Educating Ally: Brixton Finishing School founder on supporting the mental health of diverse talent
In her latest column for The Drum, Ally Owen catches up with individuals from backgrounds under served by our industry to understand how she can become a better ally. Patrick Sanyaolu is her latest guest.
In this series, you’ll get to meet talent who will share their individual story so we can gain a deeper understanding of their experience and the interventions that will make us a better ally to them. Today, my latest guest is Patrick Sanyaolu, currently a UK account executive at Momentum Worldwide.
Patrick shares his experience as a young Black man in North London and discusses why businesses need to do more to invest in the mental wellbeing of diverse talent.
Ally Owens interviews Patrick Sanyaolu on why businesses need to do more to invest in the mental wellbeing of diverse talent
Ally: I’m so pleased that you’ve taken the time to chat to me Patrick. Why don’t you start by introducing yourself and your background?
Patrick: So my name is Patrick and I’m currently at Momentum Worldwide UK. I was born in Nigeria. I come from parents that came over to this country like many other parents from African countries to create a better future for their children.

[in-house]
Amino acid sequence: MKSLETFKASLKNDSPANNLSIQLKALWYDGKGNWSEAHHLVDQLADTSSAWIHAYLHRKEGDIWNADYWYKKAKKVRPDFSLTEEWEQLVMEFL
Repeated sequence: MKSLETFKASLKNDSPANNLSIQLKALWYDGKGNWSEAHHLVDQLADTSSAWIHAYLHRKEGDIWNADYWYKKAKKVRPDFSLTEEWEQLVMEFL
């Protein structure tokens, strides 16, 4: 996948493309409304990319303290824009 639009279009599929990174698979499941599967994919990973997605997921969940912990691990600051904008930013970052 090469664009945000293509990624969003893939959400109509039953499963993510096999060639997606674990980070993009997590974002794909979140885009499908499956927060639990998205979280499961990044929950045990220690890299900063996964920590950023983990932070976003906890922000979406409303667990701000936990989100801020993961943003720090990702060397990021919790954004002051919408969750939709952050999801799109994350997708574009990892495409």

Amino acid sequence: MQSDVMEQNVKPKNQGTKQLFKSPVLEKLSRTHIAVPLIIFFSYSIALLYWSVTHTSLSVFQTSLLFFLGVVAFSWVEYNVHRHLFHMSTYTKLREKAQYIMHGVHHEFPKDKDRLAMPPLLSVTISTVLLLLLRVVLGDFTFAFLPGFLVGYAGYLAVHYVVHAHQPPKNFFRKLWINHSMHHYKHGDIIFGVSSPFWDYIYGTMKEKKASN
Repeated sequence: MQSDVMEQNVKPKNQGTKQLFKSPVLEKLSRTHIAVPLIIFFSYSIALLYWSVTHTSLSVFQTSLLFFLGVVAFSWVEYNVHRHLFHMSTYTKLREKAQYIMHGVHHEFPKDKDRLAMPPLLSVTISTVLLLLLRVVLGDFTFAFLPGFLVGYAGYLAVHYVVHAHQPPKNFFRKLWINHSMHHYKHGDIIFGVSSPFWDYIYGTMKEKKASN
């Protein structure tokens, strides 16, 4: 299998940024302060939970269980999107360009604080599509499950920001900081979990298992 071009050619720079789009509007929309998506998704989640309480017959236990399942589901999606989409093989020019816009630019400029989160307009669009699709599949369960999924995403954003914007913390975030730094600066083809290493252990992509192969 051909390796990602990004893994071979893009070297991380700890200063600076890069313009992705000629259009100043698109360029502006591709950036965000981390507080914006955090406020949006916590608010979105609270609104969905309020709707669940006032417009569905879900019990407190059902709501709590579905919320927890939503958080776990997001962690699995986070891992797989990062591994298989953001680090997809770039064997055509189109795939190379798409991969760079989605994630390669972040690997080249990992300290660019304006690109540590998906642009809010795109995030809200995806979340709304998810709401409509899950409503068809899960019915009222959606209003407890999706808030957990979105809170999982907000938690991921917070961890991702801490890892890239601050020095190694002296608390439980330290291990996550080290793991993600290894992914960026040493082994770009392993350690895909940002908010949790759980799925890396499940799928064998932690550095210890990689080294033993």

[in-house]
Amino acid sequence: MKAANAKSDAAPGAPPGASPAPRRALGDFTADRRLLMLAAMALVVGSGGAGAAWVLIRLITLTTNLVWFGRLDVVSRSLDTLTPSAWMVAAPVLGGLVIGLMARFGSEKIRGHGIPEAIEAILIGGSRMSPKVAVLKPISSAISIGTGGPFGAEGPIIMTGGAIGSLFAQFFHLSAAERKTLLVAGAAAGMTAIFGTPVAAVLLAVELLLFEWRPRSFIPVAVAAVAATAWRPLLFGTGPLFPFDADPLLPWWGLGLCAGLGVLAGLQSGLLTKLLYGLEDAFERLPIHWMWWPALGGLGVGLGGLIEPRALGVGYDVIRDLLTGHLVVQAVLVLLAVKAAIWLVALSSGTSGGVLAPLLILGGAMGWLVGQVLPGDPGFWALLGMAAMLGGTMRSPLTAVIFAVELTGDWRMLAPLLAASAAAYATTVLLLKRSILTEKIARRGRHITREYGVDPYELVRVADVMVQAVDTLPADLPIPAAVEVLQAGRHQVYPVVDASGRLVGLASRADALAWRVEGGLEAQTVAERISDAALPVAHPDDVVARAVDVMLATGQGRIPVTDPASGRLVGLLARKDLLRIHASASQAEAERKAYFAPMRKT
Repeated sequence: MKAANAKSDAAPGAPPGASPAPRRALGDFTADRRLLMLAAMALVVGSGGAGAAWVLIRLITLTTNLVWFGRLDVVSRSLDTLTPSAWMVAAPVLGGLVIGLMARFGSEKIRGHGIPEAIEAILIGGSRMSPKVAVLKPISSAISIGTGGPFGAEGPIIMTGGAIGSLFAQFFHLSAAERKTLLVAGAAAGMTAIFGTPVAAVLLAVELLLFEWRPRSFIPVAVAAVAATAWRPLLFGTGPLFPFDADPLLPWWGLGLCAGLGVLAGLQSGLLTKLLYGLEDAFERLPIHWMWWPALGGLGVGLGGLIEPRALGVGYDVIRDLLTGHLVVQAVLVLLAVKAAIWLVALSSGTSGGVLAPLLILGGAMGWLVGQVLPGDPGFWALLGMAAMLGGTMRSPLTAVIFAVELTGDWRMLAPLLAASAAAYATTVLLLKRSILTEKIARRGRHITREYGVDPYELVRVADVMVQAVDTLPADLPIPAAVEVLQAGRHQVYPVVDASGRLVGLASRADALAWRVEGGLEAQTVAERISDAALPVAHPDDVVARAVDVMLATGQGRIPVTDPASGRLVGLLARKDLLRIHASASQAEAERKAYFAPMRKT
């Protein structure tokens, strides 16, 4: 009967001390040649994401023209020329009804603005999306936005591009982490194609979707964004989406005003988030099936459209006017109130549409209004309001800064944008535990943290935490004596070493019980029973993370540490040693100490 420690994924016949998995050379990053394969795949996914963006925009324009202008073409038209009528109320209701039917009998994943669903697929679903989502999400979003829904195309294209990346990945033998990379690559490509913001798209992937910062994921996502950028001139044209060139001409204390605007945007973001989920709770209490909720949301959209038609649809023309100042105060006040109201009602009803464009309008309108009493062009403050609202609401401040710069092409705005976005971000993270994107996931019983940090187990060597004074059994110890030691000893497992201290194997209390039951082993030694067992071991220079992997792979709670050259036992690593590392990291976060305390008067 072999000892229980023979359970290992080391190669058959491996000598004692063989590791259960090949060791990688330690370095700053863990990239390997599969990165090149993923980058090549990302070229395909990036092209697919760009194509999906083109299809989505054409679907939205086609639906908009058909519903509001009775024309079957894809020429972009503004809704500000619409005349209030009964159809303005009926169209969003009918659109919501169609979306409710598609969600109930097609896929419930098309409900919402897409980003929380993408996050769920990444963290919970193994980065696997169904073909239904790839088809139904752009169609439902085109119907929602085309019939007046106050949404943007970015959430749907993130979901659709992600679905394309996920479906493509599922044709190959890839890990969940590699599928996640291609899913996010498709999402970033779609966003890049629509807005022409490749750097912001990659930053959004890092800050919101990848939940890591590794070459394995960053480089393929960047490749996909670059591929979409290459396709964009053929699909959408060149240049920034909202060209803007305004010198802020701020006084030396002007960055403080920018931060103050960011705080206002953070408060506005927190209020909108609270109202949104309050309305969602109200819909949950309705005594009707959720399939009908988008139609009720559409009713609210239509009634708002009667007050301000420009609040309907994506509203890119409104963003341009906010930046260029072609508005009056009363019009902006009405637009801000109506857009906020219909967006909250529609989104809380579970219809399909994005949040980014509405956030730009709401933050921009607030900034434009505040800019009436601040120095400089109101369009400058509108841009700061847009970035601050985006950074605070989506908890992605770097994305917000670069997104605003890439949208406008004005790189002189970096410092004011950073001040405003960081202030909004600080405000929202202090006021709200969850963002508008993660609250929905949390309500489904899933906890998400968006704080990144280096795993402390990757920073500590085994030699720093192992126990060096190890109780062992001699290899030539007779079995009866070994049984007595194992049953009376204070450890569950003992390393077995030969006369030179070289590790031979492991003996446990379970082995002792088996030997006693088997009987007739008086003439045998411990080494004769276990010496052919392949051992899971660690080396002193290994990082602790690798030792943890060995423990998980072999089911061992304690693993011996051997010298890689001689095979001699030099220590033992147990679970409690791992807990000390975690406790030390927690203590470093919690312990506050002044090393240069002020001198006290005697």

Their experiences of coming over here are a very crucial part of my DNA because it’s taught me about overcoming challenges and hard work. My parents came here with nothing; they left everything they knew and had in Nigeria. So I’m used to taking on challenges and working hard, which I think is very important, and it speaks to a lot of my experiences in the workplace. It shapes you.
For someone from my background, education is key. It meant that university was a necessity.
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Obviously your family values education very highly, as many working class and immigrant families do. So following your education, how did you find your way into the industry? Had you heard of us?
Absolutely not. I’m sure it’s similar for most people in North London. Obviously I was aware that things were advertised, but I wasn’t aware of planners or marketing strategists or any other roles in the industry.
I think a lot of children growing up in inner-city areas aren’t exposed to these different types of career paths that are available, especially when there’s a lack of funding in their schools. For me, I was fortunate enough to broaden my horizon because I went to a boarding school completely outside of London. It was a completely different environment.
That’s amazing, your family pushed you to go to boarding school to give you a better chance to succeed. What was it like leaving?
Well, I had doubts, but it was the best thing for me and it was the best thing my parents could do for me to set me up for my future. I say this because I left at a crucial time. It was when knife crime in London was at a high point and a lot of people I know were involved in that life and they’re still bearing the consequences today. So I think my parents pulled me out and took me to a completely different environment where the focus was different.